The workflow of the topology in deploying a highly available and scalable wordpress with RDS on AWS is as follows:
The Internet users contact the web URL (e.g example.com) which points to the ELB public URL that is automatically generated when you create an ELB. The web to ELB URL can be resolved by Route 53 or by a DNS server outside of AWS e.g. the DNS server of your web host. If hosted outside AWS by a web host, you will need to create 2 entries:
- Use redirect feature to redirect from example.com to www.example.com
- Create a CNAME record to point www to the ELB public URL
The ELB will attempt to contact the available instances, which are hosted inside a VPC, for greater security. Before the instances can be reached, both:
- The network ACL and
- The security groups must allow this to happen
Note that the role of Auto Scaling is to increase or decrease the workload as required. After the increase or decrease of the instances, the ELB is notified to increase or decrease the pool of virtual instances accordingly. Instances controlled by AS can spread across 2 or more AZ for fail-over and redundancy. This implies that the ELB is able to see instances across different AZ within the same Region. Security groups are visible within the same region and only needs to be created once–for example, the web security group will be used across all the available AZs. The network ACLs exists per every subnet created.
Once the web server is contacted, it will need to contact the backend DB, hosted by Relational and Database Service (RDS). The major difference between the web and the DB tier is that the DB tier does not require an ELB. To provide redundancy, the RDS is created in a master/slave configuration where RDS ensures that both the master and the slaves are hosted in different AZ to provide fail-over and redundancy.
Here, you are using RDS which relieves you the responsibility of systems administration tasks of the DB tier. Tasks such as patch install, DB backup, scaling, etc are performed by AWS. You will just have to login to the DB and manage your DB configurations by yourself while AWS takes care of the DB heavy lifting. You have the option to install your own DB of choice on a separate instance and manage it yourself though not recommended by AWS.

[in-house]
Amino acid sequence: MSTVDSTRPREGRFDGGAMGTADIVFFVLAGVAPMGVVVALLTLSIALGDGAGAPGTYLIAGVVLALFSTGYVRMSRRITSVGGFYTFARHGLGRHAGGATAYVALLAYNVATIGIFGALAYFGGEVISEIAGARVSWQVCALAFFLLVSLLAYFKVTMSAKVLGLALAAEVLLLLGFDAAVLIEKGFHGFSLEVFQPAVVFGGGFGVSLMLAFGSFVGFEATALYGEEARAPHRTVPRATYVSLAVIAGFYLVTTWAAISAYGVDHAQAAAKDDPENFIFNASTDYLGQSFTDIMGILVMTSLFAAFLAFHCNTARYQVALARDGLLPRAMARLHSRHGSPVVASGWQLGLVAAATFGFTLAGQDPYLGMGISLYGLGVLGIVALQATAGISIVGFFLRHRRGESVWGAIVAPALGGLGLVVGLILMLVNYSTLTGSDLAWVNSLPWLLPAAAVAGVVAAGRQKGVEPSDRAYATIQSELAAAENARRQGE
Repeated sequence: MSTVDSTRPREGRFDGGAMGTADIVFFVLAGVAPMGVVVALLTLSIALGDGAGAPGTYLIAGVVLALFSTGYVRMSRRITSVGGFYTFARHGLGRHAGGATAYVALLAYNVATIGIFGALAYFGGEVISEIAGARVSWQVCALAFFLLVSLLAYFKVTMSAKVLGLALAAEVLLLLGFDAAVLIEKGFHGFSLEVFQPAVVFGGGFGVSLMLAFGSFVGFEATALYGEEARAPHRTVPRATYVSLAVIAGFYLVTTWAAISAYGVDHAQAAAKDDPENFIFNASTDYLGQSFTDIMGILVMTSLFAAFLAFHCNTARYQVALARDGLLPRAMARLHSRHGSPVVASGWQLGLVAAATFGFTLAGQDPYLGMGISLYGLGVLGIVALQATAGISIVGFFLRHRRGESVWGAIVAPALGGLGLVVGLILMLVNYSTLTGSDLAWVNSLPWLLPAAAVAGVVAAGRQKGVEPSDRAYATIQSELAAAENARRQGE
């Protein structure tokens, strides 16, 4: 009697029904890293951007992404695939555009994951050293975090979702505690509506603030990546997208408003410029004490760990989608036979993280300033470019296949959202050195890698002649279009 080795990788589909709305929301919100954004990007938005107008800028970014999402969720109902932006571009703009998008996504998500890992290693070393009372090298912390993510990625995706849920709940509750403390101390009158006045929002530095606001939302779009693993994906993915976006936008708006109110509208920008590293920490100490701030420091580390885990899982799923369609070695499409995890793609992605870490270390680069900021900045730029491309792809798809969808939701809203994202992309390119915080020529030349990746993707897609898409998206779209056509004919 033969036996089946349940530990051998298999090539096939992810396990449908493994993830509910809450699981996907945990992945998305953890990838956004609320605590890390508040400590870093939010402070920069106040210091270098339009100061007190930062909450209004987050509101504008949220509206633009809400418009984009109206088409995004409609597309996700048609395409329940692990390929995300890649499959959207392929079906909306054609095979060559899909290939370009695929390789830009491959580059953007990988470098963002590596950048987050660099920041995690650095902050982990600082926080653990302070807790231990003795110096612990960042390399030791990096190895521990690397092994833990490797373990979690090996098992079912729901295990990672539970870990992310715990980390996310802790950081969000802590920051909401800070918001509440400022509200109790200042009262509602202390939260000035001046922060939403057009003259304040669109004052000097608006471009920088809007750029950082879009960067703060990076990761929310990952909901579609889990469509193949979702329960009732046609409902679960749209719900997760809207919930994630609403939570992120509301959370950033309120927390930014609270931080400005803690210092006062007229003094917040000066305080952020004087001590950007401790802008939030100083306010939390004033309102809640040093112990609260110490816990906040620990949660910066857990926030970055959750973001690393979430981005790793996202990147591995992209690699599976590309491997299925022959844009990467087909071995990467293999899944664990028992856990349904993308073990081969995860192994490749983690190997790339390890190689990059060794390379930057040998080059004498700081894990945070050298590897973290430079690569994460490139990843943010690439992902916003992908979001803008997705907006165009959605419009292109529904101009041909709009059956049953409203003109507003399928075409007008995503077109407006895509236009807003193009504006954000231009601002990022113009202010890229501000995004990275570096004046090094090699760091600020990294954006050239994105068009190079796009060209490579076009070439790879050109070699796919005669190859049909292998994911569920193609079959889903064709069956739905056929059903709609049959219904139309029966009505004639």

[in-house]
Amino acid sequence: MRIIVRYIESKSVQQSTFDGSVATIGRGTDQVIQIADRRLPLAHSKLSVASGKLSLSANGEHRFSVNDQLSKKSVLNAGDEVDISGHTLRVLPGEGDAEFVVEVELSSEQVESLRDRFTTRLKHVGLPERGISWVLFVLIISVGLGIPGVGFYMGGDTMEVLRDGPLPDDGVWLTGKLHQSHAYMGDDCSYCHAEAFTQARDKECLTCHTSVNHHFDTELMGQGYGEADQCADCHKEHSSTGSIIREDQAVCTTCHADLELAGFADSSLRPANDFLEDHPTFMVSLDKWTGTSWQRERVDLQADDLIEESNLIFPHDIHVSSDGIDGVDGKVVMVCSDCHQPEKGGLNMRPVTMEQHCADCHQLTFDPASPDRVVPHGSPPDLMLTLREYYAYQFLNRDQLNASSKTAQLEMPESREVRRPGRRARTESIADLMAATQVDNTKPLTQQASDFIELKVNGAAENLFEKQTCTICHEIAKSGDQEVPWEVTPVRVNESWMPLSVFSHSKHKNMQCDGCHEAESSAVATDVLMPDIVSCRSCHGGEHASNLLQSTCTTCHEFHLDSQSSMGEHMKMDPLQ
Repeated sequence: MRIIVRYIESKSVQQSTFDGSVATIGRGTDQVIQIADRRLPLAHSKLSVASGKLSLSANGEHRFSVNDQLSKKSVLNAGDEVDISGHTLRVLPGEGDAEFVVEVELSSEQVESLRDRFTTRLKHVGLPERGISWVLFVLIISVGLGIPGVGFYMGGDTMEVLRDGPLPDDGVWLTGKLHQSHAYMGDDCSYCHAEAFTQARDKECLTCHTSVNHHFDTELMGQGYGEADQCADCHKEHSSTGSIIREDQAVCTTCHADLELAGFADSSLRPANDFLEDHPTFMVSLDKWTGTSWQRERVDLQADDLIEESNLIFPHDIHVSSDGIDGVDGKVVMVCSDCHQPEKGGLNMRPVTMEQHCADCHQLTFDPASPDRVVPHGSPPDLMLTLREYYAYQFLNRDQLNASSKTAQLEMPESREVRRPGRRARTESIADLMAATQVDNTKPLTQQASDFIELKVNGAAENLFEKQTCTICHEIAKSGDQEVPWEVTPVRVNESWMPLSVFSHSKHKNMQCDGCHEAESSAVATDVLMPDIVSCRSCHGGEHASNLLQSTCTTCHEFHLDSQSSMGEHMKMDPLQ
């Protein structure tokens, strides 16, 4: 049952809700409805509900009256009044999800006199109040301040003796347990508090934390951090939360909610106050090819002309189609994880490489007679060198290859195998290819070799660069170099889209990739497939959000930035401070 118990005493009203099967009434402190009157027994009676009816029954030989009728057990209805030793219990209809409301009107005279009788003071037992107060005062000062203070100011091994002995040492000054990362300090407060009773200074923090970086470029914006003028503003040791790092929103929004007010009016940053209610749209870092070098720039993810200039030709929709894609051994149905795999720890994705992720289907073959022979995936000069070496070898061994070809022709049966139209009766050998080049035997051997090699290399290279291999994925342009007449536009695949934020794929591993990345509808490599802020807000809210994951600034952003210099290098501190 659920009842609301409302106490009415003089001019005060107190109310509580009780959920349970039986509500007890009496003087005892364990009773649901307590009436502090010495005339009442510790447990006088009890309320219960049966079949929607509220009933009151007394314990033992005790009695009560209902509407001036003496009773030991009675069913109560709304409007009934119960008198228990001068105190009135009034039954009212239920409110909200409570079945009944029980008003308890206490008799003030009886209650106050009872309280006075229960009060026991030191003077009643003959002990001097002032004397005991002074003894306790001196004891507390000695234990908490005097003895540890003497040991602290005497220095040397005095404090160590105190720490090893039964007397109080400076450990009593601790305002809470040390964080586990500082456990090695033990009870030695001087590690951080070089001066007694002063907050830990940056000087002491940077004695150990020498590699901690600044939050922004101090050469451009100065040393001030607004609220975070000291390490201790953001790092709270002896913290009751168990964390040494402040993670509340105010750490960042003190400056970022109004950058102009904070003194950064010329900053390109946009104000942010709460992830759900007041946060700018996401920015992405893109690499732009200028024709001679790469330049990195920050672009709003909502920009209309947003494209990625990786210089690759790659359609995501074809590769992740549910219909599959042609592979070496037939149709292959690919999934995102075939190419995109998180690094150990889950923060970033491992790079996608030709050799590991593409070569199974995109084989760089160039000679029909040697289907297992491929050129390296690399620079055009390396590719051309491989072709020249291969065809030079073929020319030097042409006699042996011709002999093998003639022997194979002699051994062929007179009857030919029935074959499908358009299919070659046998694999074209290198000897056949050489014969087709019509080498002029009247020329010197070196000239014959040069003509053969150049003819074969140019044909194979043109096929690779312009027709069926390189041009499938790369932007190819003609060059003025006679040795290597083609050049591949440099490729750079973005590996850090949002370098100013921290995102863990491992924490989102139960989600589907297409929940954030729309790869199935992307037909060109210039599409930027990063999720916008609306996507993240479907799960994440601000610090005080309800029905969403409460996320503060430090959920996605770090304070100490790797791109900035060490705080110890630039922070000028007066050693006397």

One thing to note with this setup is that AWS gives you a public DNS URL of your ELB but not the IP address and in fact you may never have access to the IP address of your ELB because it changes from time to time. Technically, a changing IP address is not a very good thing for SEO and since you are building a wordpress site, this could be a point of concern. However, Google had addressed this in a chat forum long time ago as posted below, verbatim, and I believe it is still the case that ELB will not affect your site’s ELB ranking.
There are many reasons why a site might change IP addresses from time to time, and that’s fine with us. We don’t automatically assume that they’re doing shady things 🙂
The main issue that can sometimes arise is that Googlebot might take a bit of time to figure out how fast to crawl your pages. If the IP address changes regularly (say outside of a small set of IP addresses), that could look like your site is moving servers each time. In cases like that, we may crawl a bit more conservatively than if we’ve figured out that your server is sturdy enough to be crawled at higher rates. That also depends on how your website is set up, and if there’s really content there that would need to be crawled at such a rate (eg if this is for a blog that’s mostly static with a few hundred pages, then the crawl rate will not be that important, at least compared to a large news publisher that publishes hundreds of new articles a day).
If you should see issues with regards to the crawl rate not being as high as you would need it, I’d recommend submitting feedback in Webmaster Tools (Settings / Crawl Rate / Learn More / Report a problem with Googlebot). The team regularly reviews that feedback, and will generally be able to tweak the crawl rate accordingly.
Hope it helps!John
This concludes part-1 on highly available and scalable wordpress with RDS on AWS. Next is part-2 in the next blog.